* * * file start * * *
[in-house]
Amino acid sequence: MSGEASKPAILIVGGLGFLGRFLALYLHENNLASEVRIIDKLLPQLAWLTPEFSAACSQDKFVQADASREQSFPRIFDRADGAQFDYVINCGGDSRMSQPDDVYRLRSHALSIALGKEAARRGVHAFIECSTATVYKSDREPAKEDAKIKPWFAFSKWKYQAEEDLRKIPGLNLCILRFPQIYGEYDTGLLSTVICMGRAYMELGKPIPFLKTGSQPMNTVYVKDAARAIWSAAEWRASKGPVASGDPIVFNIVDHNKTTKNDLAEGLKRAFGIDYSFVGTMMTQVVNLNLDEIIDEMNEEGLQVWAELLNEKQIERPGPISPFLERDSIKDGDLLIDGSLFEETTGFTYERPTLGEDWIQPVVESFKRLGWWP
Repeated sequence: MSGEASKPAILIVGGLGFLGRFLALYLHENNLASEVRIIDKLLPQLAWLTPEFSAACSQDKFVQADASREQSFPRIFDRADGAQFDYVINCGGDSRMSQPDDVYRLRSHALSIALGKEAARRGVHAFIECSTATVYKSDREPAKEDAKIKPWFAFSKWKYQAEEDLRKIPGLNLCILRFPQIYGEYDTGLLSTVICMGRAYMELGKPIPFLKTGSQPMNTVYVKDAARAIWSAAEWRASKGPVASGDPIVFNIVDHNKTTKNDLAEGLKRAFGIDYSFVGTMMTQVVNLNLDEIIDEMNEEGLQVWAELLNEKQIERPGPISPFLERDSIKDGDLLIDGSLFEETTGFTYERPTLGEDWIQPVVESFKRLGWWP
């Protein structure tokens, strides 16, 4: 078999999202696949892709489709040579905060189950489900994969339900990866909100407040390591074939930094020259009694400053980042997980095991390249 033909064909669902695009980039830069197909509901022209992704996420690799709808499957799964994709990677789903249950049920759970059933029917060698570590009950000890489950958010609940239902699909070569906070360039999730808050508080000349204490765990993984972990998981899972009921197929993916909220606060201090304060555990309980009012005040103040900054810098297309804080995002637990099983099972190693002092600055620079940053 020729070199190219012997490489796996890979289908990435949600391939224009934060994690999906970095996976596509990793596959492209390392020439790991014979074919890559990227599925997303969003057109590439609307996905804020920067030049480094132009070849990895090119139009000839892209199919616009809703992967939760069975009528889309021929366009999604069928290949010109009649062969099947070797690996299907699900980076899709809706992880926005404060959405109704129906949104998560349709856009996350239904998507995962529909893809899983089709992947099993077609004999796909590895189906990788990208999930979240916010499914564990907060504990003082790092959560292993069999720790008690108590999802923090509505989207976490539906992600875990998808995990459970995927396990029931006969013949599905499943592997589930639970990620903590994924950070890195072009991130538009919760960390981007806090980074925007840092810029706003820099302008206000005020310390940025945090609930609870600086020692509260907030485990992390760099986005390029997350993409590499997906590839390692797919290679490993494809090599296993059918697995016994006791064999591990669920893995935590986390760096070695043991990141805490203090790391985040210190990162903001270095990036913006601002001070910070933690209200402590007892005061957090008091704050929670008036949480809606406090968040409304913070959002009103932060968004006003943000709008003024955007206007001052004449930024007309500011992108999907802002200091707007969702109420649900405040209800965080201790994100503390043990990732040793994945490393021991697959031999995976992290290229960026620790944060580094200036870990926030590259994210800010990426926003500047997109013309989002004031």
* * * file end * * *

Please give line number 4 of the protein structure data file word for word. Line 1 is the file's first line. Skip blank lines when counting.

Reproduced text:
């Protein structure tokens, strides 16, 4: 078999999202696949892709489709040579905060189950489900994969339900990866909100407040390591074939930094020259009694400053980042997980095991390249 033909064909669902695009980039830069197909509901022209992704996420690799709808499957799964994709990677789903249950049920759970059933029917060698570590009950000890489950958010609940239902699909070569906070360039999730808050508080000349204490765990993984972990998981899972009921197929993916909220606060201090304060555990309980009012005040103040900054810098297309804080995002637990099983099972190693002092600055620079940053 020729070199190219012997490489796996890979289908990435949600391939224009934060994690999906970095996976596509990793596959492209390392020439790991014979074919890559990227599925997303969003057109590439609307996905804020920067030049480094132009070849990895090119139009000839892209199919616009809703992967939760069975009528889309021929366009999604069928290949010109009649062969099947070797690996299907699900980076899709809706992880926005404060959405109704129906949104998560349709856009996350239904998507995962529909893809899983089709992947099993077609004999796909590895189906990788990208999930979240916010499914564990907060504990003082790092959560292993069999720790008690108590999802923090509505989207976490539906992600875990998808995990459970995927396990029931006969013949599905499943592997589930639970990620903590994924950070890195072009991130538009919760960390981007806090980074925007840092810029706003820099302008206000005020310390940025945090609930609870600086020692509260907030485990992390760099986005390029997350993409590499997906590839390692797919290679490993494809090599296993059918697995016994006791064999591990669920893995935590986390760096070695043991990141805490203090790391985040210190990162903001270095990036913006601002001070910070933690209200402590007892005061957090008091704050929670008036949480809606406090968040409304913070959002009103932060968004006003943000709008003024955007206007001052004449930024007309500011992108999907802002200091707007969702109420649900405040209800965080201790994100503390043990990732040793994945490393021991697959031999995976992290290229960026620790944060580094200036870990926030590259994210800010990426926003500047997109013309989002004031």